Professors who taught Trigiani remember her as flamboyant and fun. Sister Jean Klene, who was mentioned by name in the 2003 commencement speech, said as a student Trigiani would wear bold flower print dresses and decorate her papers with drawings. When she spotted her across campus or in the dinning hall, Klene said, she would attract attention by hollering “My nun, my nun.”
“[As a student] I was an unsophisticated, high-energy ball of undirected fire, and luckily my professors took the talent underneath all that very seriously and gave me incredible opportunities,” Trigiani said.
Saint Mary’s affection for Trigiani is matched equally by her love for the College. In addition to her 2003 visit, she has returned to campus several times for book signings, DeZenzo said, and she is tentatively scheduled to attend alumnae weekend in June.
Further, the College is mentioned explicitly in Trigiani’s work. In “Milk Glass Moon,” the main character, Ave Maria, insists her daughter – set on attending architecture school at the University of Virginia – at least visit Saint Mary’s before making her final decision.
“I am very grateful to hear that my books are being read at my beloved College,” Trigiani said. “I am at the beginning of what I hope will be a long career in books so when I hear that my books are being used in the classroom, I want to holler, ‘No, wait, I’m getting better at this – promise!”
The writer has even gone so far as to employ recent Saint Mary’s graduates. Allison Roche, a 2005 alumna, currently works as Trigiani’s personal assistant in Manhattan.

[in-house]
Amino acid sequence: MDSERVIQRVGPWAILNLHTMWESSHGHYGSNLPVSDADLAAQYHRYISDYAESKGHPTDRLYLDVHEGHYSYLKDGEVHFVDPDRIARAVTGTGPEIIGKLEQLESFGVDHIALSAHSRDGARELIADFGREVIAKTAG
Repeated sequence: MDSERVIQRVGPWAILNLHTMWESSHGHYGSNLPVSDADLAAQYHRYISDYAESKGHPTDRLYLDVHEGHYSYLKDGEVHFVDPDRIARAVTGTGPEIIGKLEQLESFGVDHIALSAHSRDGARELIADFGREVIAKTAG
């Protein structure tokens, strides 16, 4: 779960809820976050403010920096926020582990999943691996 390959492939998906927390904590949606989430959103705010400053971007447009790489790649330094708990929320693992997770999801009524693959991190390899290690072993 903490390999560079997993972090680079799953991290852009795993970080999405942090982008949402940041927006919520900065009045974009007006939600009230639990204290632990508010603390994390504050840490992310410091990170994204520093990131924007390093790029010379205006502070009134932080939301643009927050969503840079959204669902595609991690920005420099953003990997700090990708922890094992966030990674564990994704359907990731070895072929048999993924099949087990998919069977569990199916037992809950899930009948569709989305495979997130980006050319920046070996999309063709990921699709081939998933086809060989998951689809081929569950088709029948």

“I love to hire Saint Mary’s women, and Notre Dame for that matter, because I know how well-trained and [well-read] graduates of these schools are – and you take work seriously, which is a must if you are going to work with me,” Trigiani said.
Trigiani lives in Greenwich Village with her husband, Tim Stephenson – an Emmy award winning lighting director for The Late Show – and three-year-old daughter, Lucia.
“Being a mother sobered me up,” she said. “I never worried about anything – really, I’m one of those people who is not afraid of anything.”
Westler, who described his former student as “the funniest women on the planet,” said any Saint Mary’s woman who contacts Trigiani can expect a timely response. He has no shame in dropping her name in class and said the College has a dependable friend in New York.
“When I think about Adri, I think as bad as some things are in the world, there are people like her trying to turn it around,” Westler said.